There isn’t. That is the reason the cops have not been able to trace his killers a year later. He was on his morning walk when he was attacked by people who opposed his views. He had several enemies because he fought what to many is a faith superior to any faith – superstition.
I can understand the sentiments behind such an artwork, but it only serves to preach to the choir. The mirror image should ideally have been distorted to show us how skewed perceptions can be and how others might view us. The process of identification is often a temporary placebo. Take the Shiv Sena president Udhhav Thackeray. He expressed anger that Dabholkar’s killers have not been traced and in the next breath he was endorsing the view that India is a Hindu nation.
One might not find any contradiction in the two statements, and I do believe that a person of religion might be rational in non faith-induced stupor moments. But those who kill a rationalist obviously believe he is a threat to a faith as it is marketed today. In almost every part of the world, superstitions come as a package deal with religion and they are sold as rituals.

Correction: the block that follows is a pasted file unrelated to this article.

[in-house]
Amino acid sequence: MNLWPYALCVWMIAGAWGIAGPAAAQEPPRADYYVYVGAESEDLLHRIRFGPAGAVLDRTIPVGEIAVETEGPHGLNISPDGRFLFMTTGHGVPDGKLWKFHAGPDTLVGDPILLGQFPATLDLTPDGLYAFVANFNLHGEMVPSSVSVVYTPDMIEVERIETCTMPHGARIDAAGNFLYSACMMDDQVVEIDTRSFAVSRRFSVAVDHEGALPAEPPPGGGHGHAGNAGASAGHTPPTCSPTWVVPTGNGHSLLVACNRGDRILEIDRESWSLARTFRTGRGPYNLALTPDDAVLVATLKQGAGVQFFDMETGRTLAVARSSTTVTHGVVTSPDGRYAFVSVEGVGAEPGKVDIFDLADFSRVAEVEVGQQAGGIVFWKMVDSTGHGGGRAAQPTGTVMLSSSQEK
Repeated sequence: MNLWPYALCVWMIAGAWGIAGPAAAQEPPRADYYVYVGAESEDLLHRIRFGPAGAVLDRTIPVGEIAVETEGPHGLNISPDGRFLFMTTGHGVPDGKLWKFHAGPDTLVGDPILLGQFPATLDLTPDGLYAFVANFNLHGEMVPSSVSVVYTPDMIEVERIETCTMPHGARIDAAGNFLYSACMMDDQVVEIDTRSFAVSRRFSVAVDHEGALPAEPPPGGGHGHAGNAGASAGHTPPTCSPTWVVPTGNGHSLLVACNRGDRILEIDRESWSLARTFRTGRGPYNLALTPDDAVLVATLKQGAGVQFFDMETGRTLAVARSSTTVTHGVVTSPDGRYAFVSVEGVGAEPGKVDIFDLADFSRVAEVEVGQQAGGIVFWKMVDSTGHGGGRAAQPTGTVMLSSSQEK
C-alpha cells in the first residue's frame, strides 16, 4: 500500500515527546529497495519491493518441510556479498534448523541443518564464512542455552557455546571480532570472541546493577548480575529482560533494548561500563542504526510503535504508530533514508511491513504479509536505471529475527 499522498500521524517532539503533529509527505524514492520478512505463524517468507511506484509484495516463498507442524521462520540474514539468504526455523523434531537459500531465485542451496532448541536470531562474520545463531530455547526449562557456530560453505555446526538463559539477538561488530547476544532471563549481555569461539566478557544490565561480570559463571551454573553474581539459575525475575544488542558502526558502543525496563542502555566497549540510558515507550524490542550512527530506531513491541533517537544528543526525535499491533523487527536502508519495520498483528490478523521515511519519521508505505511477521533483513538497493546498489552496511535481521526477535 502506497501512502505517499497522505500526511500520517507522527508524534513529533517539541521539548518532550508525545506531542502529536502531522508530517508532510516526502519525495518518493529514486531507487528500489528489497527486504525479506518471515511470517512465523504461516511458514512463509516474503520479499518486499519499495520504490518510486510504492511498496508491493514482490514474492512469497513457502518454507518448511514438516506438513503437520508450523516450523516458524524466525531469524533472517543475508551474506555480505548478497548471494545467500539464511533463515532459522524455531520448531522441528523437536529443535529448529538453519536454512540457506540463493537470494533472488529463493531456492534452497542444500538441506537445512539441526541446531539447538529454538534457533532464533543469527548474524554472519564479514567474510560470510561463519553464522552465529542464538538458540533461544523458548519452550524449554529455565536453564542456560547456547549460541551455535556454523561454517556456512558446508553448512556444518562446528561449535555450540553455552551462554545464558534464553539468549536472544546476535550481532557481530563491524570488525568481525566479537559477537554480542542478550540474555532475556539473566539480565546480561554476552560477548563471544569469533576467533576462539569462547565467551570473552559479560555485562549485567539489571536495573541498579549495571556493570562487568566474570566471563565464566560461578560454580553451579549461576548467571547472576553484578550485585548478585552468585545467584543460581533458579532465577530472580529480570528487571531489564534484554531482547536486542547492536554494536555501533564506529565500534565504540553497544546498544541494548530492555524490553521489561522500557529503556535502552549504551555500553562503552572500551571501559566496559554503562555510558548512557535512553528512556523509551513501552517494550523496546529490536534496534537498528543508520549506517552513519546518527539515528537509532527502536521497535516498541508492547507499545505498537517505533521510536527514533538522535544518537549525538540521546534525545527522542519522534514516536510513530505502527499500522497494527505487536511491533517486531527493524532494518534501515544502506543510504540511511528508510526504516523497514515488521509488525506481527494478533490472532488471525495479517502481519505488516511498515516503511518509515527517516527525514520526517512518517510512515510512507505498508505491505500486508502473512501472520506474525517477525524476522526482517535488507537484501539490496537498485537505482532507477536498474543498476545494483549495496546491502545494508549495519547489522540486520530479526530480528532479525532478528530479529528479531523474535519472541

There is also the ‘religion’ of the wannabe makers of destiny. The “I am X” is reminiscent of the not too distant street tamasha of ‘I am Anna’ and later of ‘I am the aam aadmi’, where the common man had to carry the burden of the hubris of his saviours.
The tragedy of the other common man, and Narendra Dabholkar typified him in many ways, is that few will find their reflection in a mirror that questions.